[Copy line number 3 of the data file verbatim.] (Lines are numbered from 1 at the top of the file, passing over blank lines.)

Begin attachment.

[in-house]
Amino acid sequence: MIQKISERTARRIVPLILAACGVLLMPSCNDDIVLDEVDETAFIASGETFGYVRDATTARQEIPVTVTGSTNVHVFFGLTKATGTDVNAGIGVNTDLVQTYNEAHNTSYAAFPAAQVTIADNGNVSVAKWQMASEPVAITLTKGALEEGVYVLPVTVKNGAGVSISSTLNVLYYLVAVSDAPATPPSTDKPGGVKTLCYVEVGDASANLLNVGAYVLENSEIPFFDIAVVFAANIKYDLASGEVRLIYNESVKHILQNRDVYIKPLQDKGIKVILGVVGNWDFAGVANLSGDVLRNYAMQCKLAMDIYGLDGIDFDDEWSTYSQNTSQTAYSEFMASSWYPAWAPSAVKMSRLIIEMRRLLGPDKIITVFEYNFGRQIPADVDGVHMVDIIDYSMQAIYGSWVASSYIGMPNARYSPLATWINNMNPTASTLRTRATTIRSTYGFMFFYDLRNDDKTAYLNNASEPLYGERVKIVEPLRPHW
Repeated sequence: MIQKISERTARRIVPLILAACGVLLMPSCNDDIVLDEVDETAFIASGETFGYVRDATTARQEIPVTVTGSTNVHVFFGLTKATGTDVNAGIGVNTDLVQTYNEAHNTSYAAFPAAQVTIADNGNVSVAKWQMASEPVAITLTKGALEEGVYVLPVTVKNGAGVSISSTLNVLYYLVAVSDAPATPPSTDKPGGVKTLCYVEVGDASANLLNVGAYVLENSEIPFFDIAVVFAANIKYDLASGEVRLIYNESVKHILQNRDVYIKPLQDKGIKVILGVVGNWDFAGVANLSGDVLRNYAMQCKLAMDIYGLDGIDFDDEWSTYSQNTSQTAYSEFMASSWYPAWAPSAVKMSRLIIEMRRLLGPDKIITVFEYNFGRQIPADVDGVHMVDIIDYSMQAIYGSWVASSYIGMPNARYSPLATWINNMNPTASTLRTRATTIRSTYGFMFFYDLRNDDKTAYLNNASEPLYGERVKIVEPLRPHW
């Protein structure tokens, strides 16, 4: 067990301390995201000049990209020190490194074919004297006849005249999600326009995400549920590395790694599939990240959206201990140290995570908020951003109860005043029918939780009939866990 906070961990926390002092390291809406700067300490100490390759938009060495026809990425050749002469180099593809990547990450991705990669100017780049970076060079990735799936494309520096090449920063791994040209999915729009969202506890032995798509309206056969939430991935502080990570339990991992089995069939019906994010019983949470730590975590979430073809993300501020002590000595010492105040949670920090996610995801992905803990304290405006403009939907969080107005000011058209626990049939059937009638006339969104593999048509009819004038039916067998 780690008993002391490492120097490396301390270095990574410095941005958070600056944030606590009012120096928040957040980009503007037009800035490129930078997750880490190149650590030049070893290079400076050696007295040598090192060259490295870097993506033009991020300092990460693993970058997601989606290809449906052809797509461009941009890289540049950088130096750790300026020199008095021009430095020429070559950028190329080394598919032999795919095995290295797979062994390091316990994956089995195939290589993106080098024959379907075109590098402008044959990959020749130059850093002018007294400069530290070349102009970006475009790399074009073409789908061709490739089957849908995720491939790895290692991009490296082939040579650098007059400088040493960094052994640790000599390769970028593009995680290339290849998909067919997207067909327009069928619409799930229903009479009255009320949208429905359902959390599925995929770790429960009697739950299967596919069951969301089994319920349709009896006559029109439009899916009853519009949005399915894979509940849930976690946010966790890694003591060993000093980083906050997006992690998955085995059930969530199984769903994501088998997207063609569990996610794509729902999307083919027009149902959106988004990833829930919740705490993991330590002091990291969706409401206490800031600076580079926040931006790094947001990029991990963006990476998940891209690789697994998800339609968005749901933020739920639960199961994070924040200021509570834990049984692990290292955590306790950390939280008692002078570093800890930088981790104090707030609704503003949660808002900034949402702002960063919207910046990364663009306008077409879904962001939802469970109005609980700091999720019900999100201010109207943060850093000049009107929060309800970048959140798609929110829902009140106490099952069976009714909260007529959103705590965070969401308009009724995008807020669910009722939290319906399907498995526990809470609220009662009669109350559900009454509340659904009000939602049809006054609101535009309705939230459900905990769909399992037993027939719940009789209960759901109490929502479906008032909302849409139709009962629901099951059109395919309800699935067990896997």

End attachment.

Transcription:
Repeated sequence: MIQKISERTARRIVPLILAACGVLLMPSCNDDIVLDEVDETAFIASGETFGYVRDATTARQEIPVTVTGSTNVHVFFGLTKATGTDVNAGIGVNTDLVQTYNEAHNTSYAAFPAAQVTIADNGNVSVAKWQMASEPVAITLTKGALEEGVYVLPVTVKNGAGVSISSTLNVLYYLVAVSDAPATPPSTDKPGGVKTLCYVEVGDASANLLNVGAYVLENSEIPFFDIAVVFAANIKYDLASGEVRLIYNESVKHILQNRDVYIKPLQDKGIKVILGVVGNWDFAGVANLSGDVLRNYAMQCKLAMDIYGLDGIDFDDEWSTYSQNTSQTAYSEFMASSWYPAWAPSAVKMSRLIIEMRRLLGPDKIITVFEYNFGRQIPADVDGVHMVDIIDYSMQAIYGSWVASSYIGMPNARYSPLATWINNMNPTASTLRTRATTIRSTYGFMFFYDLRNDDKTAYLNNASEPLYGERVKIVEPLRPHW